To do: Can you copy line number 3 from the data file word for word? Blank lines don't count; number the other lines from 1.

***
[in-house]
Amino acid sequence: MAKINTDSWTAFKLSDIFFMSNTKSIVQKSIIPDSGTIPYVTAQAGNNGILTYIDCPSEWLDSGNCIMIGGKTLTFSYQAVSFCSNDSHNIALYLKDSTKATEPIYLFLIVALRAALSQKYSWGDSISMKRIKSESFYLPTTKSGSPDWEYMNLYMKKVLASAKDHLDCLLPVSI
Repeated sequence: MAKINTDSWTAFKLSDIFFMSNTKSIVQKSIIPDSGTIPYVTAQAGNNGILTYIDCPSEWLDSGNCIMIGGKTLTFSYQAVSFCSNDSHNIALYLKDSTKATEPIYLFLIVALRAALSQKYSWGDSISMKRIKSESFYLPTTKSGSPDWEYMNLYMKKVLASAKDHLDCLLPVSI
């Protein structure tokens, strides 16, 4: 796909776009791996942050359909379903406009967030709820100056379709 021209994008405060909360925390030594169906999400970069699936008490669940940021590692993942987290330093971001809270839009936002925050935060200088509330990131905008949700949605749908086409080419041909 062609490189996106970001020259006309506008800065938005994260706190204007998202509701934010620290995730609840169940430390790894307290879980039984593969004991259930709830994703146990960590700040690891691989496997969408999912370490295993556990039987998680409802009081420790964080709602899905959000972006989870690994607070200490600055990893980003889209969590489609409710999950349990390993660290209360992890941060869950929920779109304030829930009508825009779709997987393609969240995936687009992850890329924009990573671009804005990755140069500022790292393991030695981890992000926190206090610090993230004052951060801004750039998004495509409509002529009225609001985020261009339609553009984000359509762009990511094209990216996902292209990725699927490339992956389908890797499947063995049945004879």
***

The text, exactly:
Repeated sequence: MAKINTDSWTAFKLSDIFFMSNTKSIVQKSIIPDSGTIPYVTAQAGNNGILTYIDCPSEWLDSGNCIMIGGKTLTFSYQAVSFCSNDSHNIALYLKDSTKATEPIYLFLIVALRAALSQKYSWGDSISMKRIKSESFYLPTTKSGSPDWEYMNLYMKKVLASAKDHLDCLLPVSI